Baking all of the New York Times holiday cookies in one night — this isn’t new. Baking 24 recipes at once — this is new territory. If you’ve been following along on this blog for a while, you might already know that I love a holiday baking challenge. It started in 2019 when I decided to bake all of Bon Appetit’s holiday cookies at one go. This was my first time attempting to bake a publication’s holiday spread in one night and it was (just) six festive cookie recipes. In the same year (specifically seven days later), I baked all 12 of New York Time’s holiday cookies with a help of a good friend. That was the year I learned about baking time management — when to start the dough for the next recipe while the dough of the first recipe is chilling and when to start the third recipe’s filling while the first two are baking, etc etc. 2020 was a weird year so I had to tackle NYT’s eight holiday cookie recipes by myself, but was able to accomplish in five hours with the aforementioned time management skills. Even before this year’s NYT recipes got released, I knew I was going to bake them all. I was ready. But little did I know, NYT was going to release 24 (YES, TWENTY FOUR!) new recipes because ’tis the season to never sleep again. When the holiday cookies hit their Instagram page, I immediately clicked on the link that directed me to the holiday feature. Then I saw the title and byline: ’24 Days of Cookies. These recipes from New York Times Cooking are sure to make your holidays bright.’ I wanted to get mad because I felt like I’ve been lied to. ‘It’s suppose to be the 12 days of Christmas…why are there 24 cookies?!’ I couldn’t stay mad because the holiday cookie site looked so cute and festive — damn you, moving cookie imagery. I printed all the recipes, reviewed the ingredients list, and headed to the grocery store. Fortunately, I had most of the ingredients at home. Compared to previous years, list year’s cookies required less speciality ingredients. A lot of cookies this year required ginger so that was thing I really needed. I started baking at 9:50pm and finished the next day around 2:00pm. I took a one hour nap at 1:00am but otherwise, I kept busy with these recipes.
I had a little photoshoot with all the cookies and shared it with everyone that evening. NYT reshared the image the next morning and I got an influx of questions about the cookies.
Some were interested in knowing about my process but the majority of people wanted to know which cookie was best. The latter is the question I get most every year when I do a big bake like this and it’s also the question I look forward to answering the least. I think that when a publication produces a big holiday feature like this, they try to have a good mix of recipes – crisp cookies, soft and chewy cookies, fruity ones, chocolately ones, and no two cookies are the same. It’s always so hard to pick a favourite because they are so different and my taste in cookies might be different from yours. I know that answer is not what you were looking but I’ll try my best to ‘pick a favourite’ but my favourite will definitely change based on what I’m looking for.
“I want a good cutout cookie that’s good for stamping out intricate shapes but I want it a bit more special than a classic sugar cookie.”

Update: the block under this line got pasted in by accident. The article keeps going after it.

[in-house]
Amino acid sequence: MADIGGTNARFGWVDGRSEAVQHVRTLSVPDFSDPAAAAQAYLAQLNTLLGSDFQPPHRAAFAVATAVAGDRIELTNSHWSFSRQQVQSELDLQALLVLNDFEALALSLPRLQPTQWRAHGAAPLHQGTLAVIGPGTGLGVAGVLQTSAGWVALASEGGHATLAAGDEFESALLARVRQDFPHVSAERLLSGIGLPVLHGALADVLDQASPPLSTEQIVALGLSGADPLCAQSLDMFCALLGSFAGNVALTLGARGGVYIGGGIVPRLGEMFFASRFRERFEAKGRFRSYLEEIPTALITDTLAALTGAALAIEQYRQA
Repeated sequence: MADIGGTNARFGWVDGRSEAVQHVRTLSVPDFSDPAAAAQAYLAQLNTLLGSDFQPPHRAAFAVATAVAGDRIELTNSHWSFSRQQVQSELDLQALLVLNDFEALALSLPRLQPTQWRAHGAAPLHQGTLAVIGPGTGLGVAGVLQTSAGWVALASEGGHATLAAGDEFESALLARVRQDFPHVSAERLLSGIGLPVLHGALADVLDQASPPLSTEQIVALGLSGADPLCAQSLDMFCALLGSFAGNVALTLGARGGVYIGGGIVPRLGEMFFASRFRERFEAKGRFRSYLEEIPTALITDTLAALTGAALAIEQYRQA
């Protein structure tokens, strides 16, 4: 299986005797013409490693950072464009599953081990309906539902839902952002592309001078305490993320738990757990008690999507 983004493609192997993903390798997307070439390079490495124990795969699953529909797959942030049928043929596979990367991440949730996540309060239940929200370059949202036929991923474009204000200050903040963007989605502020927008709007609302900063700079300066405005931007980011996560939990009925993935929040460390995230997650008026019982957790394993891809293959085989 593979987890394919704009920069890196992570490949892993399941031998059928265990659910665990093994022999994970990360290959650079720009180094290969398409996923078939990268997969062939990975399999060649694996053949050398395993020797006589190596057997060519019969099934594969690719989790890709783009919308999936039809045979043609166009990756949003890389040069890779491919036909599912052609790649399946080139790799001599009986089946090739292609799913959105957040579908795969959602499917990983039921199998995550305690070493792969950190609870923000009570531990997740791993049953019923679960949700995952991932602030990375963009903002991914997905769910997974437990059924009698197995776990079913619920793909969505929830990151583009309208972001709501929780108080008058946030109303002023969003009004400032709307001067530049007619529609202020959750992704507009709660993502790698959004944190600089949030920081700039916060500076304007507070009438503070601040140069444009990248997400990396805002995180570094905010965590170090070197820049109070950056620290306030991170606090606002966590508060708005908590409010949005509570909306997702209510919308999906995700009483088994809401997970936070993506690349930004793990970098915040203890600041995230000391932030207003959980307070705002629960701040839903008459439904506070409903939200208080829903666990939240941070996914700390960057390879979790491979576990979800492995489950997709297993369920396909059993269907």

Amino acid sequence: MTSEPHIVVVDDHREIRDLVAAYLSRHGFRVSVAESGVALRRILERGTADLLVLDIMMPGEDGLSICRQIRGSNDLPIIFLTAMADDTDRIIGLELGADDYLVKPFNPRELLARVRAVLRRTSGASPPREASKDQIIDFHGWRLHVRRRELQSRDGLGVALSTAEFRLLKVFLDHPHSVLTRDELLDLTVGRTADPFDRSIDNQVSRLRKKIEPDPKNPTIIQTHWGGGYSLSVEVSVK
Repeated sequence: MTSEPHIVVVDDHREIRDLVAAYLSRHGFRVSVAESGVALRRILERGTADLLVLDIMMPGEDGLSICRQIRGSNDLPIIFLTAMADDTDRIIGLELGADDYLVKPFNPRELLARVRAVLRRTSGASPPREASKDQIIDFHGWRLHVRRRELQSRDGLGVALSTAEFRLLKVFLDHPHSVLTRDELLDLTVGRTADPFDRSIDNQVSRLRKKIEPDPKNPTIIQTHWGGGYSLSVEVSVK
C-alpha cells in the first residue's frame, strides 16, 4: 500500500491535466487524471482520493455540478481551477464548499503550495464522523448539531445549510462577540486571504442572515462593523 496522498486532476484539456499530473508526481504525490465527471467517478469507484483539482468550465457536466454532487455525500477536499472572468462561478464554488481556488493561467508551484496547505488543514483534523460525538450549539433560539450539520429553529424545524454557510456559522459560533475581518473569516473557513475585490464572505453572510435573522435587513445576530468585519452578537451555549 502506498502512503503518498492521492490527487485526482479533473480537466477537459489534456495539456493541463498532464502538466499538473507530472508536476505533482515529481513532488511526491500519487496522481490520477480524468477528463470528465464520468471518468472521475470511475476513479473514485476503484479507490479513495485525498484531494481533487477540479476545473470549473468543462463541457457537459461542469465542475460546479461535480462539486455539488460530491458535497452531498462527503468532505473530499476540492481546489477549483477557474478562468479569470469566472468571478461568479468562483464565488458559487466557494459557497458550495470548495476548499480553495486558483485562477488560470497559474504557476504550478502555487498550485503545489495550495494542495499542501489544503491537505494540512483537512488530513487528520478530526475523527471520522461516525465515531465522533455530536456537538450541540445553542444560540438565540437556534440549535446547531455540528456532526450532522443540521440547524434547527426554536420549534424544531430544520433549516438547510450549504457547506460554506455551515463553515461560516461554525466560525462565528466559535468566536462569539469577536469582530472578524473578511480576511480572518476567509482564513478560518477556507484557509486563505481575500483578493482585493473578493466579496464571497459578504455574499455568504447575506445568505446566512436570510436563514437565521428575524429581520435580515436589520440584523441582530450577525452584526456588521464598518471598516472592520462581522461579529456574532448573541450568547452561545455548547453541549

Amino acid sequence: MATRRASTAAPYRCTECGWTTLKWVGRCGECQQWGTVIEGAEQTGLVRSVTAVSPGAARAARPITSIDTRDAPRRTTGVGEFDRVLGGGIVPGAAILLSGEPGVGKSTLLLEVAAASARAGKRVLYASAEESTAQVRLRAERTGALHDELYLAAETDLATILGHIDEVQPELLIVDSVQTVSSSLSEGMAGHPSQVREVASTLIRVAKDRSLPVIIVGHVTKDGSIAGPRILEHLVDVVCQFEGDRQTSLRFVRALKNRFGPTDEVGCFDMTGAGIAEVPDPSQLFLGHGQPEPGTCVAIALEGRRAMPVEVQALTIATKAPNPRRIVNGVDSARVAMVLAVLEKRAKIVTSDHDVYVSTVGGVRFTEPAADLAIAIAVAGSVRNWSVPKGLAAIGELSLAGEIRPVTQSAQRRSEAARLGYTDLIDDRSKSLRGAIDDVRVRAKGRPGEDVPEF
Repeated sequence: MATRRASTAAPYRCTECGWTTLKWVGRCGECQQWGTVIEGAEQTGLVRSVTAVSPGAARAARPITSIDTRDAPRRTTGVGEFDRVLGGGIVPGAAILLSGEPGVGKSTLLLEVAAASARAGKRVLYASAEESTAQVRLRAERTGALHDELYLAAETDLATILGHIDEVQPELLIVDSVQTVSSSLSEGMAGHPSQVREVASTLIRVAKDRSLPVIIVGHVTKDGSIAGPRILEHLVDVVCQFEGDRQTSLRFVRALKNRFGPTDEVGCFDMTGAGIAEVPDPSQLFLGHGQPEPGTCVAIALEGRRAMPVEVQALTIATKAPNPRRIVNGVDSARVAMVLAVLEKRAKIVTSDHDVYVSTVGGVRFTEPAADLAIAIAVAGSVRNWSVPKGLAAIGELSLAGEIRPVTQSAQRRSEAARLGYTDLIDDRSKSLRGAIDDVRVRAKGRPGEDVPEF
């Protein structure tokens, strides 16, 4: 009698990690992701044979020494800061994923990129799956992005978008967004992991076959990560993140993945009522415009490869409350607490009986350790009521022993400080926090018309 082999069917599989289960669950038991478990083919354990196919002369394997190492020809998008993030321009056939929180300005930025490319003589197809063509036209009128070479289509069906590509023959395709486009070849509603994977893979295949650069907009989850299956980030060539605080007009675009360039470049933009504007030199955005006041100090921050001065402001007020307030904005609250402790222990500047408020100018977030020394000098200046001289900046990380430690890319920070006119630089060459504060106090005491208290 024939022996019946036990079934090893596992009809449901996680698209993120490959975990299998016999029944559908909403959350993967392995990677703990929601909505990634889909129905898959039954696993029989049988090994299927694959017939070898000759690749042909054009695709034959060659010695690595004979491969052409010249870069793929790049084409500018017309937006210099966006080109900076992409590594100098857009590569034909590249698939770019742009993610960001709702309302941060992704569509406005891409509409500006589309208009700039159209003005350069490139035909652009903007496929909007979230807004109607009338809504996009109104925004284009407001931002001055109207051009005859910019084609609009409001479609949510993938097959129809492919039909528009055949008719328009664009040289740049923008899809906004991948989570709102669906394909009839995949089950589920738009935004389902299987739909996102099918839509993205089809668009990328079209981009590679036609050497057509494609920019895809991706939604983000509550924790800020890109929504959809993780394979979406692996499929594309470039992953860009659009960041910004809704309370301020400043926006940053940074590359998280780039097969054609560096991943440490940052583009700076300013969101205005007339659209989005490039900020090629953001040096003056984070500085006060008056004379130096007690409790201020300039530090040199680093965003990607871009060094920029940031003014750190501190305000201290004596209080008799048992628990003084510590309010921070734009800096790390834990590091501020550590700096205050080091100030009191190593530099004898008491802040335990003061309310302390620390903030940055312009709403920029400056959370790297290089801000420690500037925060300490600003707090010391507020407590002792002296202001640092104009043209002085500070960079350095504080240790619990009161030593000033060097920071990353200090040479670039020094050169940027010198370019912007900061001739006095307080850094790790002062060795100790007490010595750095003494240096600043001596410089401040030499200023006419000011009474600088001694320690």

“I want something sweet, tangy, and luscious. I don’t care if it’s more involved and requires several steps.”
Minty lime bars.
“I want something super fudgey, chocolately, and chewy. But it needs to taste like Christmas.”
Peppermint brownie cookies.
“I love nutty flavours and want a really tender cookie.”
Tahini thumbprints with dulce de leche.
“Nostalgia, nostalgia, nostalgia.”
M&M cookies or almond spritz cookies.
If you’re here because you want to know how to bake 24 recipes in 15 hours, repeat after me: time management is key. You want to be working on more than one recipe at any given time. A lot of the recipes require chilling, so when the dough of one recipe is chilling, you can start on the next. Here is the order I made the cookies and the start time of each recipe:
9:50 pm Italian Rainbow Cookies
10:20 pm Piparkakut
10:33 pm Chewy Gingerbread Cookies
11:54 pm Cheddar Cheese Coins
11:07 pm Fruity Meltaways
2:27 am Guava and Cream Cheese Twist
2:37 am: Chocolate Bakba Rugelach
2:46 am: No-Bake Chocolate Clusters
3:04 am: Hindbaersnitter (Danish Raspberry Slices)
3:42 am: Hibiscus-Spiraled Ginger Cookies
4:27 am: Fig and Cherry Handpies
5:00 am: Minty Lime Bars
6:26 am: Iced Oatmeal Cookies
6:50 am: Tahini Thumbprints with Dulce de Leche
7:09 am: Spiced Orange Crumble Cookies
9:05 am: Brown Butter Toffee Sandwich Cookies
9:21 am: Savoury Mixed Nut Shortbread
9:50 am: Torticas de Morón
10:22 am: Peanut Butter Cookie
11:10 am: Almond Spritz Cookie
11:20 am: Gingerbread Biscotti
11:37 am: M&M Cookies
11:48 am: Peppermint Brownie Cookies
12:22 pm: Chocolate-Cherry Ginger Cookies
FIND THE RECIPES HERE: https://www.nytimes.com/interactive/2021/11/30/dining/cookie-calendar.html
By no means am I recommending that you bake 24 recipes in one night. If you want to enjoy the baking process (I promise I do even if it’s 24!), pick three or four recipes and invite some friends over to enjoy the
fruit cookies of your labour. If you do bake all the recipes, whether it’s in one go or over several days, I would love to see it and learn which were your favourite recipes. Happy baking!